When we hit 2022 02 22, our team was busy completing our second annual audit to certify to ISO/IEC 27701:2019, having been one of the first organizations in our industry to have achieved this new ISO privacy certification in 2021, and the first Internet performance & security company to be certified to it. And now Cloudflare has now been certified to a second international privacy standard related to the processing of personal data — ISO/IEC 27018:2019.1

ISO 27018 is a privacy extension to the widespread industry standards ISO/IEC 27001 and ISO/IEC 27002, which describe how to establish and run an Information Security Management System. ISO 27018 extends the standards into a code of practice for how any personal information should be protected when processed in a public cloud, such as Cloudflare’s.

What does ISO 27018 mean for Cloudflare customers?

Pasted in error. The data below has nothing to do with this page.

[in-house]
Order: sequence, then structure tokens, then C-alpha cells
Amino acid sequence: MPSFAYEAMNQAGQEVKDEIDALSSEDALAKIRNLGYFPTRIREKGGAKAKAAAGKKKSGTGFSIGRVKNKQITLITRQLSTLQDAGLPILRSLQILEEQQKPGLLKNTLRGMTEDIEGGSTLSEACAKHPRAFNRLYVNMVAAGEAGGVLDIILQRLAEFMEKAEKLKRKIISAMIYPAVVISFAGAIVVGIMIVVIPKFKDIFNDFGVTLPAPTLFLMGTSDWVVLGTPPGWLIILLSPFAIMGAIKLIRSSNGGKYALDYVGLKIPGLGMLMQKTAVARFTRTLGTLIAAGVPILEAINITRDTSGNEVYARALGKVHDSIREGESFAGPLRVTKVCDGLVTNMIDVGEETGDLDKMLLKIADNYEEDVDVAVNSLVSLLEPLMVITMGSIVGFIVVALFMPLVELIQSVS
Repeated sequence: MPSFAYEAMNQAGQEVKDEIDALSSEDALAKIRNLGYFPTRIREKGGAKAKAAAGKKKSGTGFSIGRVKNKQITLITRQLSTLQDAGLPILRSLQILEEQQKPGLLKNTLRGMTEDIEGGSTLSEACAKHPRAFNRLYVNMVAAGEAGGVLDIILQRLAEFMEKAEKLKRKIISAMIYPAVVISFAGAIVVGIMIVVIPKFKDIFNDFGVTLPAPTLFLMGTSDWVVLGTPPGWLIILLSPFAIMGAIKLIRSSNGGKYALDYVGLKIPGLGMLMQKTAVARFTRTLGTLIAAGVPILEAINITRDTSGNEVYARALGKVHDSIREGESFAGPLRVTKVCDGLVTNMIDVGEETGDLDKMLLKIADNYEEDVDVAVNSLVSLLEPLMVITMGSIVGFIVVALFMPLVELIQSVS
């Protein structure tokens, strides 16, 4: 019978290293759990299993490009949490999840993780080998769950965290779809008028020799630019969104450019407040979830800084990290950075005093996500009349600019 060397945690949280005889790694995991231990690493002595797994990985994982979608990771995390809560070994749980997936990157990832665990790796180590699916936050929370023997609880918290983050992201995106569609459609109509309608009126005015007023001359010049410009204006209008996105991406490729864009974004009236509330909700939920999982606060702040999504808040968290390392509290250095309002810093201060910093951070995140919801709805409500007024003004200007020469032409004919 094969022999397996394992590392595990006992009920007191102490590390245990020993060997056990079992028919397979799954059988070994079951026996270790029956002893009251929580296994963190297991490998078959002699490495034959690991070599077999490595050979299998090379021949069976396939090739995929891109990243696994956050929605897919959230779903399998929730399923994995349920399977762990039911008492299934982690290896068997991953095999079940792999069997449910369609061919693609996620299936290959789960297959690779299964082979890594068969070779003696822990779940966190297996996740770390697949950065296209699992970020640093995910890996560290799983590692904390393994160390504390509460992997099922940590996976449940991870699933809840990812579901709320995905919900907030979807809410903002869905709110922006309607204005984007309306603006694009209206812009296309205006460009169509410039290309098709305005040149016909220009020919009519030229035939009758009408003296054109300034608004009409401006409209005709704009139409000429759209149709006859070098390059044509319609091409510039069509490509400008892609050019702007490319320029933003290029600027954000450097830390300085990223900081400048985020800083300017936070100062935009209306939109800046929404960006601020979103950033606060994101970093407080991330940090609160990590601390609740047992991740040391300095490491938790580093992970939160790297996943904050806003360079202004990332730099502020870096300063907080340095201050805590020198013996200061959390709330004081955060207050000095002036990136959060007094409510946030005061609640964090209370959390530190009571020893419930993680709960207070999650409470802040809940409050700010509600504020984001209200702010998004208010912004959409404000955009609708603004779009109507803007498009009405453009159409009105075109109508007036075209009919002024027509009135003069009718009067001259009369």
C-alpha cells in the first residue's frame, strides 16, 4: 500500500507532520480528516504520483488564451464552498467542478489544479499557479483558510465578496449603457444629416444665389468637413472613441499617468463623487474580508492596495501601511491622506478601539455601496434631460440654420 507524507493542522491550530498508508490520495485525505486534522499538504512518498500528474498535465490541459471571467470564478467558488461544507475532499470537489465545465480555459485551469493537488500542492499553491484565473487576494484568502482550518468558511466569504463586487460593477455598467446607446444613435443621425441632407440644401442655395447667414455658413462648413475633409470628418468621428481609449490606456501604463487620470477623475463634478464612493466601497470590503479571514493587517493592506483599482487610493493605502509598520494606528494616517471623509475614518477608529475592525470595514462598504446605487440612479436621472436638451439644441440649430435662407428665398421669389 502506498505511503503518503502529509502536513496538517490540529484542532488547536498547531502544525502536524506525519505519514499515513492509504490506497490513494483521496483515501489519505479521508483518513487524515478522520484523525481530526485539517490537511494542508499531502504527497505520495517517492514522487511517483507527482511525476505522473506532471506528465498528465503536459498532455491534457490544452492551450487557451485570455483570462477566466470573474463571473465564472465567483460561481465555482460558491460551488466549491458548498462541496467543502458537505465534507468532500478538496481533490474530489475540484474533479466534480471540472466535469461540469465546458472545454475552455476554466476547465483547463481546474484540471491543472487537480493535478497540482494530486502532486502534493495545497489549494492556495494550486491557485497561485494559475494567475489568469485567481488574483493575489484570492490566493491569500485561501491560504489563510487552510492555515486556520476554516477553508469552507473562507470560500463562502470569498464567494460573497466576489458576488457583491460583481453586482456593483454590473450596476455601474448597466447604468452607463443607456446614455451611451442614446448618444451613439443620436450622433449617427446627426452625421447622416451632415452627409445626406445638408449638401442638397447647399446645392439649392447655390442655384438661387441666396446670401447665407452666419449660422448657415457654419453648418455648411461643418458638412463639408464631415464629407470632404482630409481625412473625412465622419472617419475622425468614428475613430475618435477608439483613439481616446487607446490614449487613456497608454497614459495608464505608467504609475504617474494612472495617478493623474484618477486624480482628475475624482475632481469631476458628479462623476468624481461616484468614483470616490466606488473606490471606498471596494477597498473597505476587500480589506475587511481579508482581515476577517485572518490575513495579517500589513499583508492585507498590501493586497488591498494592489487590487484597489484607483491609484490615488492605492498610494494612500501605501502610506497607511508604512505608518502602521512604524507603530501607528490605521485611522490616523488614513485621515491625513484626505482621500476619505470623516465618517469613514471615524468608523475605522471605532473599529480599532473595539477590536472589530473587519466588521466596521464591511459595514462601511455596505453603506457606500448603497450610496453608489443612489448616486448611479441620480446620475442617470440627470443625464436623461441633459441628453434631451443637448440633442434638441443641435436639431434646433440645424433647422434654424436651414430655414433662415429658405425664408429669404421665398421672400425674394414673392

Put simply, with Cloudflare’s certifications to both ISO 27701 and ISO 27018, customers can be assured that Cloudflare both has a privacy program that meets GDPR-aligned industry standards and also that Cloudflare protects the personal data processed in our network as part of that privacy program.

These certifications, in addition to the Data Processing Addendum (“DPA”) we make available to our customers, offer our customers multiple layers of assurance that any personal data that Cloudflare processes on their behalf will be handled in a way that meets the GDPR’s requirements.

The ISO 271018 standard contains enhancements to existing ISO 27002 controls and an additional set of 25 controls identified for organizations that are personal data processors. Controls are essentially a set of best practices that processors must meet in terms of data handling practices and transparency about those practices, protecting and encrypting the personal data processed, and handling data subject rights, among others. As an example, one of the ISO 27018 requirements is:

Where the organization is contracted to process personal data, that personal data may not be used for the purpose of marketing and advertising without establishing that prior consent was obtained from the appropriate data subject. Such consent shall not be a condition for receiving the service.